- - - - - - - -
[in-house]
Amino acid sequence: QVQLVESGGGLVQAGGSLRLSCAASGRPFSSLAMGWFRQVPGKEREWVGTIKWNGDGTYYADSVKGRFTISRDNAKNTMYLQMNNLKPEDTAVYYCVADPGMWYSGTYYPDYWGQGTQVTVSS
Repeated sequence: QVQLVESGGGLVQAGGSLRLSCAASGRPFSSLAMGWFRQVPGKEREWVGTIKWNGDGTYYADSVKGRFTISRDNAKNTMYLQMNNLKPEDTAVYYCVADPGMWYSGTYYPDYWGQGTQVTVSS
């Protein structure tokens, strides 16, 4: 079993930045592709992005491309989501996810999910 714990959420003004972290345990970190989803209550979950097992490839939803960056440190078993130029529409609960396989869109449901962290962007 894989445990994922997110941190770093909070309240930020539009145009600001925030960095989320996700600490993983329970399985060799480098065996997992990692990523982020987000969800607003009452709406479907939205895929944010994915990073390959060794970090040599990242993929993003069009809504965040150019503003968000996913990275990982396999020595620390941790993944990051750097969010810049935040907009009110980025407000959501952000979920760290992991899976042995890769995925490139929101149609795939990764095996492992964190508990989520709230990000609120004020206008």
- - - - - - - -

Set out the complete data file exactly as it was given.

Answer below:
[in-house]
Amino acid sequence: QVQLVESGGGLVQAGGSLRLSCAASGRPFSSLAMGWFRQVPGKEREWVGTIKWNGDGTYYADSVKGRFTISRDNAKNTMYLQMNNLKPEDTAVYYCVADPGMWYSGTYYPDYWGQGTQVTVSS
Repeated sequence: QVQLVESGGGLVQAGGSLRLSCAASGRPFSSLAMGWFRQVPGKEREWVGTIKWNGDGTYYADSVKGRFTISRDNAKNTMYLQMNNLKPEDTAVYYCVADPGMWYSGTYYPDYWGQGTQVTVSS
């Protein structure tokens, strides 16, 4: 079993930045592709992005491309989501996810999910 714990959420003004972290345990970190989803209550979950097992490839939803960056440190078993130029529409609960396989869109449901962290962007 894989445990994922997110941190770093909070309240930020539009145009600001925030960095989320996700600490993983329970399985060799480098065996997992990692990523982020987000969800607003009452709406479907939205895929944010994915990073390959060794970090040599990242993929993003069009809504965040150019503003968000996913990275990982396999020595620390941790993944990051750097969010810049935040907009009110980025407000959501952000979920760290992991899976042995890769995925490139929101149609795939990764095996492992964190508990989520709230990000609120004020206008």